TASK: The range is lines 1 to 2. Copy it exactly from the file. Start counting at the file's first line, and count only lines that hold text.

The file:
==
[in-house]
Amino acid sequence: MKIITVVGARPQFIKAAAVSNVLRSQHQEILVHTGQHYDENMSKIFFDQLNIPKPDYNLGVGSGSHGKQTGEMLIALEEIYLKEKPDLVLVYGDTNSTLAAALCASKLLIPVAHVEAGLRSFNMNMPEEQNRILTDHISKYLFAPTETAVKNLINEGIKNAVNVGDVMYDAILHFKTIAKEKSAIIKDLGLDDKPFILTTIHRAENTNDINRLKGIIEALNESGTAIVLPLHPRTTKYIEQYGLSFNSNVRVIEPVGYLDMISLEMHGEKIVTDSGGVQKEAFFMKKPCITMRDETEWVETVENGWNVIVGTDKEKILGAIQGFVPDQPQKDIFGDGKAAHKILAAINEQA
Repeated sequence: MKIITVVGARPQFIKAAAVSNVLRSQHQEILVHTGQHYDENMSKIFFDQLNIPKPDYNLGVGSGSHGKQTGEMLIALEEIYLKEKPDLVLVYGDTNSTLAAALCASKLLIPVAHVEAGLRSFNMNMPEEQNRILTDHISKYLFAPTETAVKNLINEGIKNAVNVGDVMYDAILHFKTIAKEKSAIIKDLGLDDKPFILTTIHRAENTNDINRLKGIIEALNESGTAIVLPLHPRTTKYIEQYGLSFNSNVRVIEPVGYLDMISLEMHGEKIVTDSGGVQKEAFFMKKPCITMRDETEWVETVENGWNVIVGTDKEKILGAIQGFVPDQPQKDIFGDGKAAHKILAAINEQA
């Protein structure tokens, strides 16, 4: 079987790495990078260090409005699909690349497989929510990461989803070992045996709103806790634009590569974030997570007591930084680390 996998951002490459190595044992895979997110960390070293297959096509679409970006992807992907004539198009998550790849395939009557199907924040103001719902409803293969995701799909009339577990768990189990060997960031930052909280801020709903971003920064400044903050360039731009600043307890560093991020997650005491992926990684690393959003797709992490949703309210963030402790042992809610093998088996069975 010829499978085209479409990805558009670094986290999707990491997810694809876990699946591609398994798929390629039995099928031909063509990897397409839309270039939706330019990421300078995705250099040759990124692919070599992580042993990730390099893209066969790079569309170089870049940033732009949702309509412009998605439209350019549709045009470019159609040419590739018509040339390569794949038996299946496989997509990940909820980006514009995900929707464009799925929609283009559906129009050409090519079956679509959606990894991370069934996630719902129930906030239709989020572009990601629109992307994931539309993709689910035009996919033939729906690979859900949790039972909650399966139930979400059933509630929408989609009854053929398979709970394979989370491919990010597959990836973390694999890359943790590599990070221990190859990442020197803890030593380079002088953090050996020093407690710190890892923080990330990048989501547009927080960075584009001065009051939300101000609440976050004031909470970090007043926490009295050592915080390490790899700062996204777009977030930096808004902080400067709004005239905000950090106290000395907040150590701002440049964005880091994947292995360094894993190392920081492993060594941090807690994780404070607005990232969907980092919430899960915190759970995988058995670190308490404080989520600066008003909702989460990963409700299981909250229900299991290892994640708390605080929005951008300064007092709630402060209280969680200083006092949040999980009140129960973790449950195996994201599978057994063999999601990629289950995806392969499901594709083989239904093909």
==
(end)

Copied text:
[in-house]
Amino acid sequence: MKIITVVGARPQFIKAAAVSNVLRSQHQEILVHTGQHYDENMSKIFFDQLNIPKPDYNLGVGSGSHGKQTGEMLIALEEIYLKEKPDLVLVYGDTNSTLAAALCASKLLIPVAHVEAGLRSFNMNMPEEQNRILTDHISKYLFAPTETAVKNLINEGIKNAVNVGDVMYDAILHFKTIAKEKSAIIKDLGLDDKPFILTTIHRAENTNDINRLKGIIEALNESGTAIVLPLHPRTTKYIEQYGLSFNSNVRVIEPVGYLDMISLEMHGEKIVTDSGGVQKEAFFMKKPCITMRDETEWVETVENGWNVIVGTDKEKILGAIQGFVPDQPQKDIFGDGKAAHKILAAINEQA